Creating authentic and relevant science curriculum through project-based learning
Laundon, Brooke K.
MetadataShow full item record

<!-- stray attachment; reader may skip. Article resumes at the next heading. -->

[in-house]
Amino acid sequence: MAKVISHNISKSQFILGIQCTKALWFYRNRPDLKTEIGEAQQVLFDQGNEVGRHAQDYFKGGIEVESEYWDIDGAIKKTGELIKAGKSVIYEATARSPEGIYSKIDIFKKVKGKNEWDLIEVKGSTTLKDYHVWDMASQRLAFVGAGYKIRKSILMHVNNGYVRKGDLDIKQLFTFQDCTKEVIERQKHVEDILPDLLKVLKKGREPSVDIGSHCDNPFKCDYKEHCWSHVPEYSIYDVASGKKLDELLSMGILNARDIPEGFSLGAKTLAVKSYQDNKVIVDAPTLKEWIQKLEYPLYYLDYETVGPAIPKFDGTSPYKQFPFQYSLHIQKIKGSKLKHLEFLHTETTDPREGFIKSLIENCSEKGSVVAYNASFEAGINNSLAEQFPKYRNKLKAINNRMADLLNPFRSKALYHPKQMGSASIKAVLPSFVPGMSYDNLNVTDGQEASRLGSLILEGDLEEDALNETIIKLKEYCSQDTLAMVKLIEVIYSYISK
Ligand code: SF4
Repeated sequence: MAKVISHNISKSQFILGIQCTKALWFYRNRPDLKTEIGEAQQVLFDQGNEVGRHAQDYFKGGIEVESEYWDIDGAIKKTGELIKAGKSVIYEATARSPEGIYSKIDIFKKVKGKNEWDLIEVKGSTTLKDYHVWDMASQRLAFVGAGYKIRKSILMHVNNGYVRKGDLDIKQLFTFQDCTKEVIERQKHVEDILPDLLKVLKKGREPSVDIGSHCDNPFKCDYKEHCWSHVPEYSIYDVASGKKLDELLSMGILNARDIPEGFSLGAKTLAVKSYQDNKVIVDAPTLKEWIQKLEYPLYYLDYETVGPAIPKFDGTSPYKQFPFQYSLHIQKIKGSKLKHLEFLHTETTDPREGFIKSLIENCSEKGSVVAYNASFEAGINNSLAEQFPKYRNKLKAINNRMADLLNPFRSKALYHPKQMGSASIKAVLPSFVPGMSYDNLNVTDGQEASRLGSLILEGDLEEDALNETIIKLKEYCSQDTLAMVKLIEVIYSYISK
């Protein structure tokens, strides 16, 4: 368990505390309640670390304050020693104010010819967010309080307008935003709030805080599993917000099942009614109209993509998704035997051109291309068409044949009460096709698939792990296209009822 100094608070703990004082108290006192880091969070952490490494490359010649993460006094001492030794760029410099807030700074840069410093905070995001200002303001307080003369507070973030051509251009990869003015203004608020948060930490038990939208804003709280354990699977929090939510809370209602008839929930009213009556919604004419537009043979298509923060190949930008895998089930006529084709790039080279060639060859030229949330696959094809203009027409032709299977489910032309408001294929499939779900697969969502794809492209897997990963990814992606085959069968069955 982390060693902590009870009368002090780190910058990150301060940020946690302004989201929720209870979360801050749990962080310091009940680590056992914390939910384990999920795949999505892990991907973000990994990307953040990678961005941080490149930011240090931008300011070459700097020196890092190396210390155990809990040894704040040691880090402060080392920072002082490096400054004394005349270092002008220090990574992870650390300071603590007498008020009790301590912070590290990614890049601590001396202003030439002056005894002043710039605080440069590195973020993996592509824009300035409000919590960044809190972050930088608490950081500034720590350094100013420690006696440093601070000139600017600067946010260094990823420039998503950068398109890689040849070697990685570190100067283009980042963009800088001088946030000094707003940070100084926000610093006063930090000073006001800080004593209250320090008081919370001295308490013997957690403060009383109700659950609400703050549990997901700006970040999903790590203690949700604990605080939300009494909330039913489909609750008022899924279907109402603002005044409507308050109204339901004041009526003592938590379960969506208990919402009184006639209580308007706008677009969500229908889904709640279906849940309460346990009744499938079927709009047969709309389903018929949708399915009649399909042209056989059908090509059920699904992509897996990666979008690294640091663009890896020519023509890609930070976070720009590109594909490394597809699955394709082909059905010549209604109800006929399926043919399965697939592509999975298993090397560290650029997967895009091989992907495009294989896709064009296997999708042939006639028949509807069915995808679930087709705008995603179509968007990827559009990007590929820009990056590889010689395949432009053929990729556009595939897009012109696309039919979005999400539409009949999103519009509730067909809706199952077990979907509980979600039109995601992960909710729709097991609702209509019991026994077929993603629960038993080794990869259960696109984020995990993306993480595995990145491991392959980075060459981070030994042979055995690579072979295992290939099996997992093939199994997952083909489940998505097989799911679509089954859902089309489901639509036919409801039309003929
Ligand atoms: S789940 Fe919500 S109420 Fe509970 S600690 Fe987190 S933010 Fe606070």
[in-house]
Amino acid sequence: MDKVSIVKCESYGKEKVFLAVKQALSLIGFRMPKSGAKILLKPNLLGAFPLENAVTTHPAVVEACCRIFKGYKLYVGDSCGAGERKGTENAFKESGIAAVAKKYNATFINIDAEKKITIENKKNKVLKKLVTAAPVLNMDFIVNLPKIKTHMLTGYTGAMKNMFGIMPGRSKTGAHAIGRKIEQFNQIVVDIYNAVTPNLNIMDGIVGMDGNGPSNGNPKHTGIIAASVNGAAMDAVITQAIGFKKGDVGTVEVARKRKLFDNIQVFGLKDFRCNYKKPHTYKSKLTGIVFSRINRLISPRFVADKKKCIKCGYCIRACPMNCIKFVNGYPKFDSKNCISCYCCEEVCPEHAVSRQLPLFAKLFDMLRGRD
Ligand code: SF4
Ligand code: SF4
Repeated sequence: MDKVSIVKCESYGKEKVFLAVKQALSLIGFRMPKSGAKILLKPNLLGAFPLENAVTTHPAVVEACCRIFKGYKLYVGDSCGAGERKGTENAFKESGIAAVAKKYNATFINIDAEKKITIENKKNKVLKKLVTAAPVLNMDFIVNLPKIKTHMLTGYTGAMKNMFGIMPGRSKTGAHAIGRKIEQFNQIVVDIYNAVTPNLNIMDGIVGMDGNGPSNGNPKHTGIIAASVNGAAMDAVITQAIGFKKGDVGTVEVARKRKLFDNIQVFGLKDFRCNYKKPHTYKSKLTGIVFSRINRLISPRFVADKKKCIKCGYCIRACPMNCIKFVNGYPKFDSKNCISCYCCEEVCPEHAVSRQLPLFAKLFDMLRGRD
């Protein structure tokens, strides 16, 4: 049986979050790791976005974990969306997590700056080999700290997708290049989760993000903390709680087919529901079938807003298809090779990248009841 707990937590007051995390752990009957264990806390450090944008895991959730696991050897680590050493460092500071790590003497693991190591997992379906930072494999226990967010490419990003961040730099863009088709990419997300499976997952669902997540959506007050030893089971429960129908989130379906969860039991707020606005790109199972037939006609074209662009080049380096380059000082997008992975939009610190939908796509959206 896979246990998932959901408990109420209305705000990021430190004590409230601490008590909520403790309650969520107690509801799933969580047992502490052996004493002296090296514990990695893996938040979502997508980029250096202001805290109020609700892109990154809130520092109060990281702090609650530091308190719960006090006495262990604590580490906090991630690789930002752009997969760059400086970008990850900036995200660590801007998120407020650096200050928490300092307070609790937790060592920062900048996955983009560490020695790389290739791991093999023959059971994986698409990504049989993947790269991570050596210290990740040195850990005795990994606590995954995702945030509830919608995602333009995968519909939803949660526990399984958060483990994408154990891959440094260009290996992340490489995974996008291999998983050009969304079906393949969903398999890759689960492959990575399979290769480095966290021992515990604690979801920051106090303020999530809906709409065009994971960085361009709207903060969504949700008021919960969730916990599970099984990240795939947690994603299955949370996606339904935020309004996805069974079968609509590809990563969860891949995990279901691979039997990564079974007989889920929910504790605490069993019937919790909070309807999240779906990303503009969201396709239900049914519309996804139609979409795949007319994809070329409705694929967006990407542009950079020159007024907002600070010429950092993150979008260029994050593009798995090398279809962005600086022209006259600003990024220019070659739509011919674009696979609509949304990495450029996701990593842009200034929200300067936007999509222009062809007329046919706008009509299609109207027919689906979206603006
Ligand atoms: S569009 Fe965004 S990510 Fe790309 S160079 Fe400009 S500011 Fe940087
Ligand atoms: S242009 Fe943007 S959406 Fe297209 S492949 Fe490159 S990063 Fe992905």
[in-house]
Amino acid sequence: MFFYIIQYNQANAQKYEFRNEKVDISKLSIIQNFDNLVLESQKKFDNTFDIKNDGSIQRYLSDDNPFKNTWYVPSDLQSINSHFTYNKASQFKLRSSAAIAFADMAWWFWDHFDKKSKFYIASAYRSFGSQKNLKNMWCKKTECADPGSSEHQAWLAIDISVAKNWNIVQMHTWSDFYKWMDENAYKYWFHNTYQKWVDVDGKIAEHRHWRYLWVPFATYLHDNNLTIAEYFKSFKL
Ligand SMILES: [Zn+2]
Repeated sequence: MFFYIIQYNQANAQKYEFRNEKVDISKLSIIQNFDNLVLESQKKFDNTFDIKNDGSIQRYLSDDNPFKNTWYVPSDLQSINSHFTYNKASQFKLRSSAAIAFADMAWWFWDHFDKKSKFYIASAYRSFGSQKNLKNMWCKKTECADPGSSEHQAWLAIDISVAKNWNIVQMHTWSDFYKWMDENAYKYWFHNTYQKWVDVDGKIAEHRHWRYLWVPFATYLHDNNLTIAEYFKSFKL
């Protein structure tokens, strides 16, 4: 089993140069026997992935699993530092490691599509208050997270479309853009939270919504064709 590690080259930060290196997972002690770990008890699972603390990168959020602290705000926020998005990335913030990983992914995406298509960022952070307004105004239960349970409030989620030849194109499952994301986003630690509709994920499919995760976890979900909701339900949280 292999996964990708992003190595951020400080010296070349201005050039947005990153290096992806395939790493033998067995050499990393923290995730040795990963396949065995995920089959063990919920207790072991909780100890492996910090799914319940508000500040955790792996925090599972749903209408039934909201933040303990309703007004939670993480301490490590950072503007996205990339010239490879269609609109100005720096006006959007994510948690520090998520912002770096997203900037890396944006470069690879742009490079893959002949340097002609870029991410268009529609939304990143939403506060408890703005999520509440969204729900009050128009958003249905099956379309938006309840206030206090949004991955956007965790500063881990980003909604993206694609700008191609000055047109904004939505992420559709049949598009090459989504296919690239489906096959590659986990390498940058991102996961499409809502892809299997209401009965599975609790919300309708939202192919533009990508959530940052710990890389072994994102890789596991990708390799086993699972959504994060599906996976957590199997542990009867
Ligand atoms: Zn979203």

The focus of this project was to examine the effects of project-based learning on relevant and authentic science content, student collaboration, student self-regulate learning (SRL), and how the role of the teacher changed with project-based learning implementation. Traditional science teaching often asks students to be passive participants in their own learning. By learning through project-based learning students had the opportunity to construct their own learning of Newtonian physics by exploring the driving question, how can we, as museum designers, plan an exhibit that demonstrates Newton's Laws in urban design? To accomplish this task students, over a three-month period, explored the concepts related to each of the laws of motion and for each law created a working exhibit that connected the law to an urban design feature found in New York City. Students participated in labs, read books on urban design and engineering, visited museums, prototyped their exhibits and learned from experts in the field on urban engineering and museum design. Through the analysis of data collected, I was able to determine that students felt connected to their city and saw the applicability of physics in the real world. Students effectively collaborated throughout the unit, their SRL improved over the course of study, and the teacher was of more of a guide in the learning process than a lecturer.